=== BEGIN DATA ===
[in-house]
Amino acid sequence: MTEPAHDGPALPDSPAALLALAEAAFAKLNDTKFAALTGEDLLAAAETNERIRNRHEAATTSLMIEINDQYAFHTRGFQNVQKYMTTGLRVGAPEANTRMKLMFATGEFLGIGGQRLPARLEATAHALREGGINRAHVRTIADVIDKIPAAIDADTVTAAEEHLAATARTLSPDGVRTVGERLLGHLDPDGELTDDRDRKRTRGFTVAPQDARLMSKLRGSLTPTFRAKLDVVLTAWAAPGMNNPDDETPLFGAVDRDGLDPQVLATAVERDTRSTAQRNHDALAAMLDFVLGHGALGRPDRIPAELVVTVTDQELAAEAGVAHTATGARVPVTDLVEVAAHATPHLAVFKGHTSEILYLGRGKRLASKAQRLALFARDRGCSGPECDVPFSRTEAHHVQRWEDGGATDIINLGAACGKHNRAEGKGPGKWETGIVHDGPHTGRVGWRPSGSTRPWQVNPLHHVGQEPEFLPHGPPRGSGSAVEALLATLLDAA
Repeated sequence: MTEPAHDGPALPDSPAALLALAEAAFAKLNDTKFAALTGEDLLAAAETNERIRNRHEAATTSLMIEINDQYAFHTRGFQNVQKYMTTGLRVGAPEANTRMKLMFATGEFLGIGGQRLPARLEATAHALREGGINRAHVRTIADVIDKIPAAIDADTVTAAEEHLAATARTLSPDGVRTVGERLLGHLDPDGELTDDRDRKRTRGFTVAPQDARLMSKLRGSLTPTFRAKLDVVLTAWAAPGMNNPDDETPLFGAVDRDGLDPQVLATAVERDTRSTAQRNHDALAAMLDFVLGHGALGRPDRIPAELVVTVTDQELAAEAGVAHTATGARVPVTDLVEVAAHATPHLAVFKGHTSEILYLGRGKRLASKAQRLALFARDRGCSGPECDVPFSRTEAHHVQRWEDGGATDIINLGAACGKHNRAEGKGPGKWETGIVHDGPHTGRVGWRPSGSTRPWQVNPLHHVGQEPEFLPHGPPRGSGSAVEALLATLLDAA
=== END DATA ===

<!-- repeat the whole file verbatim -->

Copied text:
[in-house]
Amino acid sequence: MTEPAHDGPALPDSPAALLALAEAAFAKLNDTKFAALTGEDLLAAAETNERIRNRHEAATTSLMIEINDQYAFHTRGFQNVQKYMTTGLRVGAPEANTRMKLMFATGEFLGIGGQRLPARLEATAHALREGGINRAHVRTIADVIDKIPAAIDADTVTAAEEHLAATARTLSPDGVRTVGERLLGHLDPDGELTDDRDRKRTRGFTVAPQDARLMSKLRGSLTPTFRAKLDVVLTAWAAPGMNNPDDETPLFGAVDRDGLDPQVLATAVERDTRSTAQRNHDALAAMLDFVLGHGALGRPDRIPAELVVTVTDQELAAEAGVAHTATGARVPVTDLVEVAAHATPHLAVFKGHTSEILYLGRGKRLASKAQRLALFARDRGCSGPECDVPFSRTEAHHVQRWEDGGATDIINLGAACGKHNRAEGKGPGKWETGIVHDGPHTGRVGWRPSGSTRPWQVNPLHHVGQEPEFLPHGPPRGSGSAVEALLATLLDAA
Repeated sequence: MTEPAHDGPALPDSPAALLALAEAAFAKLNDTKFAALTGEDLLAAAETNERIRNRHEAATTSLMIEINDQYAFHTRGFQNVQKYMTTGLRVGAPEANTRMKLMFATGEFLGIGGQRLPARLEATAHALREGGINRAHVRTIADVIDKIPAAIDADTVTAAEEHLAATARTLSPDGVRTVGERLLGHLDPDGELTDDRDRKRTRGFTVAPQDARLMSKLRGSLTPTFRAKLDVVLTAWAAPGMNNPDDETPLFGAVDRDGLDPQVLATAVERDTRSTAQRNHDALAAMLDFVLGHGALGRPDRIPAELVVTVTDQELAAEAGVAHTATGARVPVTDLVEVAAHATPHLAVFKGHTSEILYLGRGKRLASKAQRLALFARDRGCSGPECDVPFSRTEAHHVQRWEDGGATDIINLGAACGKHNRAEGKGPGKWETGIVHDGPHTGRVGWRPSGSTRPWQVNPLHHVGQEPEFLPHGPPRGSGSAVEALLATLLDAA